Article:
iTunes (U.S.)
eBay (U.S.)
Glisten Effect
Editorial Reviews
Scoreboard Forum
Viewer Ratings
         1. Gladiator
        2. Batman
       3. Nightmare Before Christmas
      4. Titanic
     5. Justice League
    6. Star Wars: The Last Jedi
   7. Harry Potter: Sorcerer's Stone
  8. Maleficent
 9. Star Wars: The Force Awakens
10. Edward Scissorhands
Home Page
Menu Options ▼

Edit | Delete
I apologize! I'm taking my Friday's post back.
• Posted by: Roman Dlouhý   <Send E-Mail>
• Date: Monday, May 20, 2002, at 6:57 a.m.
• IP Address:
• In Response to: Re: Dan, you're better off sticking to LOTR sc... (Dan Sartori)


I'd been quite cranked up on Friday and so I'd managed to engender that in-no-way aforethought post. I would like to apologize for it being what it was now.

Sure we are all entitled to our opinions; so am I and are you as well. Although I still disagree with some points as you presented them in your posts --those regarding Harry Potter score music--, I respect you as a person and a poster just as much as I have a respect for all the earnest movie music fans and classical music fans (performers ) in general, without all of whom the site wouldn't be the same.

I personally don't consider Harry Potter score to be the Williams' ever-finest achievement, but I do like it so much that I couldn't do without it. It may not be a so-called "work of art" (I have no musical education and the only thing I am aware of is that there possibly ARE 8 basic notes, so I can't tell much about quality), but I couldn't care less and I love the score. Sure, harry Potter reminds me of some other Williams' scores even as to its orchestration, but this is the advantage rather than a groundbreaking drawback. This is why it's easy to distinguish Williams' works among others.

Dan, this is what perhaps puts the wall between us, the differentiating opinion, but it's natural to dissent and I myself wouldn't be any keen in Williams' coming up with something (musically) different or innovative with each new score to which he would have given birth. If there's something he does great (fans can testify to it at concerts by applauding), something that can be easily recognized and rewardingly accepted by audience, I think there's possibly nothing wrong about "sounding the same" on occasion. If I want a difference, I go listen to Jerry Goldsmith, Miklós Rózsa, Bernard Herrmann and others and everything works fine with me.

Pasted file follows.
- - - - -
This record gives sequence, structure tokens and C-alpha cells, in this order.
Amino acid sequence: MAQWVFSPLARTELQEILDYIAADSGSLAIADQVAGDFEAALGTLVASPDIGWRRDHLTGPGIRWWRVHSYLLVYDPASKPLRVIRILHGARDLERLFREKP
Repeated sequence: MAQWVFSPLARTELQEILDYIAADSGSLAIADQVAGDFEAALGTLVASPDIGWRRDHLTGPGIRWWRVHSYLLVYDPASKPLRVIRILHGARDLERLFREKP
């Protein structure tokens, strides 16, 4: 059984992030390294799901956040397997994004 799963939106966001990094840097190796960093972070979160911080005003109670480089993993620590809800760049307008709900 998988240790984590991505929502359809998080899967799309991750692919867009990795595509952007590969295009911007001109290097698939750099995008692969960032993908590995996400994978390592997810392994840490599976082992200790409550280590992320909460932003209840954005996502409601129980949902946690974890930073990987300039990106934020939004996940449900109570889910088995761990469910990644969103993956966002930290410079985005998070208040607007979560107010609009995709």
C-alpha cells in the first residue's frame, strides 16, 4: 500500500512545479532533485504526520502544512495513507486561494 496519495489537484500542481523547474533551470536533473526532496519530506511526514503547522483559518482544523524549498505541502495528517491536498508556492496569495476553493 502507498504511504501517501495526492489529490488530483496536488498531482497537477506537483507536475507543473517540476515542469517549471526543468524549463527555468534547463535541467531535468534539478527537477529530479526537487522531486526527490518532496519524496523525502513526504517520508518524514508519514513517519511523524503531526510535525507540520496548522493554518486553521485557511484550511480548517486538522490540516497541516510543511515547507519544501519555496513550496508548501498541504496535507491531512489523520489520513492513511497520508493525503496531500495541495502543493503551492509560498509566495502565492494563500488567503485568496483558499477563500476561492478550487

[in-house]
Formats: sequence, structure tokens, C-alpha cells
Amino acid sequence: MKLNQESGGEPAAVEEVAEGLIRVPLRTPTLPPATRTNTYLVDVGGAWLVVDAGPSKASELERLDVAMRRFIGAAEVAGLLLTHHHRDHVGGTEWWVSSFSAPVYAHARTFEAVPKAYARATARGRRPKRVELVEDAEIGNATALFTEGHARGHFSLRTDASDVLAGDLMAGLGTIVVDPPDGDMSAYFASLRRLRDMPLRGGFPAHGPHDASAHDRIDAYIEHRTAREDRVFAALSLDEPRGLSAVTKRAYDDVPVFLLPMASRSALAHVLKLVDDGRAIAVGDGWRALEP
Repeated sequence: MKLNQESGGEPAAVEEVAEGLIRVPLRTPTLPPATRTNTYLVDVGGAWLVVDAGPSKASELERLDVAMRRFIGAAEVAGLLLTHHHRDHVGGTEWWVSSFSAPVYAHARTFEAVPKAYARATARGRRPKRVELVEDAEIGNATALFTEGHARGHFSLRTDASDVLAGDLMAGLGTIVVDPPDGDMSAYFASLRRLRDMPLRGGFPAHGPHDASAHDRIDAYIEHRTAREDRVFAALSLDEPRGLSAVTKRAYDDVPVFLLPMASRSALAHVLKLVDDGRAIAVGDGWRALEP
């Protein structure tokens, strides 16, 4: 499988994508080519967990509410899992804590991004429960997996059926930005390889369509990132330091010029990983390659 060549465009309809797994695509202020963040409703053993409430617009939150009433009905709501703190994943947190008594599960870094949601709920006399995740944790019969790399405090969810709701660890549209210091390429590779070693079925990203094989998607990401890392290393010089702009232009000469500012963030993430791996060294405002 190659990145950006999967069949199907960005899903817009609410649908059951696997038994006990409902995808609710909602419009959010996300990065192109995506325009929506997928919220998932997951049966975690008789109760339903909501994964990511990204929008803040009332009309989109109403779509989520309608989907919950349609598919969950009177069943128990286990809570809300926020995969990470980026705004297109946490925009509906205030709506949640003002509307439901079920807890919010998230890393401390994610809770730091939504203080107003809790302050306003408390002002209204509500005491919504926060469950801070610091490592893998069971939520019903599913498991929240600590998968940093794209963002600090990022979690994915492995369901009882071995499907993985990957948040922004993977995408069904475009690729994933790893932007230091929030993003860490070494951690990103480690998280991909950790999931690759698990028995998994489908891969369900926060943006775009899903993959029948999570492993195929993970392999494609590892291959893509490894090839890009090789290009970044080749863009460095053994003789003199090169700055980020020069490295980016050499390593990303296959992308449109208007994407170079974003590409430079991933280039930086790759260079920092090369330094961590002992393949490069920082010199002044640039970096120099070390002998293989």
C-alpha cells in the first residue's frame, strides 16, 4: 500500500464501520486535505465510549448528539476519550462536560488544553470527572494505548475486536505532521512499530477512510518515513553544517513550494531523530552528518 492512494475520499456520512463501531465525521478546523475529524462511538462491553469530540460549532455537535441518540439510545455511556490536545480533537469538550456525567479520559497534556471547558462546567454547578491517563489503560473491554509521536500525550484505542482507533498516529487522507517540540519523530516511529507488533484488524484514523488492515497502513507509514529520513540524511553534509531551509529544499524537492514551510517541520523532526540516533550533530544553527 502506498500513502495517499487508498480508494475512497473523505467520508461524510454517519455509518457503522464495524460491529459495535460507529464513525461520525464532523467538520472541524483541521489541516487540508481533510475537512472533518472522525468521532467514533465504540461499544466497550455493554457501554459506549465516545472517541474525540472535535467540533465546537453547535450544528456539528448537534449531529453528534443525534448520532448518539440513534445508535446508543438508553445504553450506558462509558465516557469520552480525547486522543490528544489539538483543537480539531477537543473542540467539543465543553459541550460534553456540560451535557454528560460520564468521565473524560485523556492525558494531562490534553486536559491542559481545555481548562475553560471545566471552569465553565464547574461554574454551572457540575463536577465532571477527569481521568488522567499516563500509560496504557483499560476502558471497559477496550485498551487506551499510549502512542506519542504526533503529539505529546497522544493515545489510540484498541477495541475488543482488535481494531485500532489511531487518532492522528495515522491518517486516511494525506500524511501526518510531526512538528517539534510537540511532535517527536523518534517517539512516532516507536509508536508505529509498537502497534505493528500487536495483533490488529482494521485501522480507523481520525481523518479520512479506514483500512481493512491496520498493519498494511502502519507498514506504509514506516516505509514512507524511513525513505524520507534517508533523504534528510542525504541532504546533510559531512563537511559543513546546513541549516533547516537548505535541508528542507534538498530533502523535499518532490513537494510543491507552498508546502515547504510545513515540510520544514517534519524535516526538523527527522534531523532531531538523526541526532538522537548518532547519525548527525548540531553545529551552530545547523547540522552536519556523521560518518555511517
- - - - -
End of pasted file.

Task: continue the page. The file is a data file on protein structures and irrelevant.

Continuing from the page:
If there would be too much diversity in John Williams' music that would make it harder to connect with Williams persona (such attempts by the composer could not have been more evident with scores like "Heartbeeps" or "Sleepers"), I doubt there would be any need for as many composers as there are nowadays to be found. That's why there are so many of them to "stumble upon". They all somewhat "stick to" their styles and it makes them distinguishable, likable if you want. I don't find it casting me down and I don't thing it would be the case with you. I also don't think that occasionally returning to the same waters --again as what concerns orchestration or stylization of chord progression-- is not what can debase the value of music John writes, I mean as long as it is good enough to impress and stir up the good in us. But when it fails to impress, that'd be another chapter I wouldn't like to open here since the Harry Potter score isn't the case with me and "Sleepers" has no forum enabled.

Thanks for that you apparently haven't allowed for my Friday's post to make you be browned off at me so much or something. You're nice!

(I mostly DO agree with you about Horner's scores. I have read all I could find at other pages on this site that belongs to you. Keep it up. And again, I apologize and I mean my apology!)


Comments in this Thread:     Expand >>

Copyright © 1998-2020, Filmtracks Publications. All rights reserved.
The reviews and other textual content contained on the site may not be published, broadcast,
rewritten or redistributed without the prior written authority of Christian Clemmensen at Filmtracks Publications. Scoreboard created 7/24/98 and last updated 4/25/15.